melanoma cases with a public health campaign. But the science behind
this campaign is shaky, at best.
leaders of the field, such as Dr. Ackerman, are now trying to help
their profession find its way back into the light. Although it is
not mentioned in this interview, the recent forced resignation of
Michael Holick, MD, PhD, from his dermatology professorship at Boston
University has overshadowed this debate and moved it from the back
rooms of Academe squarely into the medico-political realm. As readers
of this newsletter may remember, Holick was asked to resign after
he expressed opinions that were essentially identical to those of
Dr. Ackerman. But Dr. Holick took his arguments directly to the
laypeople in a popular book (The UV Advantage) andunlike the
retired Dr. Ackermanwas in a position that was vulnerable
my previous articles on Dr. Holick click or go to any of the following:
the dermatology profession should reconsider its dogmatic positions
on the relationship of sunlight to melanoma. It should also reexamine
its embrace of the sunscreen industry, whose sales have grown from
$18 million in 1972 to almost a half billion dollars today. The
supposedly protective effect of sunscreen against the development
of melanoma is a major reason for that boom. According to medical
writer Michael Castleman, writing in Mother Jones magazine:
get much of their information from the SCF [Skin Cancer Foundation,
ed.], and the SCF, in turn, is heavily supported by the sunscreen
industry. (A sunscreen manufacturer even funded SCF's quarterly
consumer publication, "Sun and Skin News.") No wonder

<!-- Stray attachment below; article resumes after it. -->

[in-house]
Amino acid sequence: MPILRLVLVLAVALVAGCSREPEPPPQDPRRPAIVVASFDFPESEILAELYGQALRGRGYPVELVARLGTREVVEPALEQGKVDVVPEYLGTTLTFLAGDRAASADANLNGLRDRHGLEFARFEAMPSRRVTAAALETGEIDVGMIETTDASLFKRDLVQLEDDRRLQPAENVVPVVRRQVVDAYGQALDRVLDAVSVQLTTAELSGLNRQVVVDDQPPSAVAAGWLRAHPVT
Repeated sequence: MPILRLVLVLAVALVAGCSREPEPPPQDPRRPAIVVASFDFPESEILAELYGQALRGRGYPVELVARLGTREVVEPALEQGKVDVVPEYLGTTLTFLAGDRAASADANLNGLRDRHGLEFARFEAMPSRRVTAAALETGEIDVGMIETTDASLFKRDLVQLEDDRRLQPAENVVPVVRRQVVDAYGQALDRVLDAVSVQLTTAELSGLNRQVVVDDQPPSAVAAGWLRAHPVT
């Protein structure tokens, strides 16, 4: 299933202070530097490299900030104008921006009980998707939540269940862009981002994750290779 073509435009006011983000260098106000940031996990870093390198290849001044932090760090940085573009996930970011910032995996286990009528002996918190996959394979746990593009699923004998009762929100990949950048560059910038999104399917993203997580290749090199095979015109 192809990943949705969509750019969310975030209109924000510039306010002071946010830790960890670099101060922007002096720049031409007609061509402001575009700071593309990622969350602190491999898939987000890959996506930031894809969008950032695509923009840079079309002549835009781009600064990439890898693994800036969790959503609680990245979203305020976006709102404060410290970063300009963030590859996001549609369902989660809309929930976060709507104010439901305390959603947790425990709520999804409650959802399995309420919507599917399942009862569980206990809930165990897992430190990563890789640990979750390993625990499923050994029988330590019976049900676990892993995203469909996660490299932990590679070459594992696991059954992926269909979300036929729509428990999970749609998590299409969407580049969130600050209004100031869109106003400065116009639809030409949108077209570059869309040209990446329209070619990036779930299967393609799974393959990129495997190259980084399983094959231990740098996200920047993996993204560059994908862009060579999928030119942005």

the foundation doesn't give much credence to the growing number
of studies showing that even so-called broad-spectrum sunscreen
doesn't prevent melanoma. Like the road-destroying trucks that guaranteed
work for the concrete company, rising melanoma rates scare people
into using more sunscreen" (Castleman 1998).
Skin Cancer Foundation has dozens of members of the sunscreen industry,
such as Pfizer, Johnson & Johnson and Procter & Gamble,
on its "Corporate
Council." In return, the SCF awards its Seal of Recommendation
to many of these same companies' products. It is a cozy relationship
restore their collective good name, dermatologists need to come
clean with the public about what is scientifically proven and what
is merely speculative about the relationship between cancer and
sunlight. In particular, truth-seekers in the field need to band
together and demand that B.U. reinstate Dr. Holick. Nothing less
will convince the public of the dermatology profession's intellectual
W. Moss, PhD
is directed by Ralph W. Moss, Ph.D. Dr. Moss is the author of eleven
acclaimed books including Antioxidants Against Cancer, Herbs Against
Cancer, Questioning Chemotherapy, and Cancer Therapy. He consults
for thousands of clients through his Moss Reports service. The
Moss Reports specializes in educating cancer patients about
the most promising alternative treatments for their condition.
from Chet: Be sure to sign up for Dr. Moss's excellent newsletter
at his website.
ME. The end of the sunscreen and melanoma controversy? Arch Dermatol.
2004 Jun;140(6):745-6. Review.
William B, PhD, personal communication July 28, 2004. Dr. Grant's
Sunlight, Nutrition and Health Research Center (SUNARC) www.sunarc.org
C, Bajdik C , Rein W, et al., The influence of painful sunburns
and lifetime sun exposure on the risk of actinic keratoses, seborrheic
warts, melanocytic nevi, atypical nevi and skin cancer. J Investig
Gina. A Dermatologist Who's Not Afraid to Sit on the Beach. New
York Times, July 20, 2004. Accessed July 24, 2004 from:
Michael. Sunscam:Think sunscreen protects against cancer? Think
again. Mother Jones May/June 1998. Retrieved on July 24, 2004 from:
AE, Tucker, MA, Hartge P, Halpern A, et al. Diet and melanoma in
case-control study. Cancer Epidemiolo Biomarkers Prev. 2004
Nutrition and Health Research Center (SUNARC) www.sunarc.org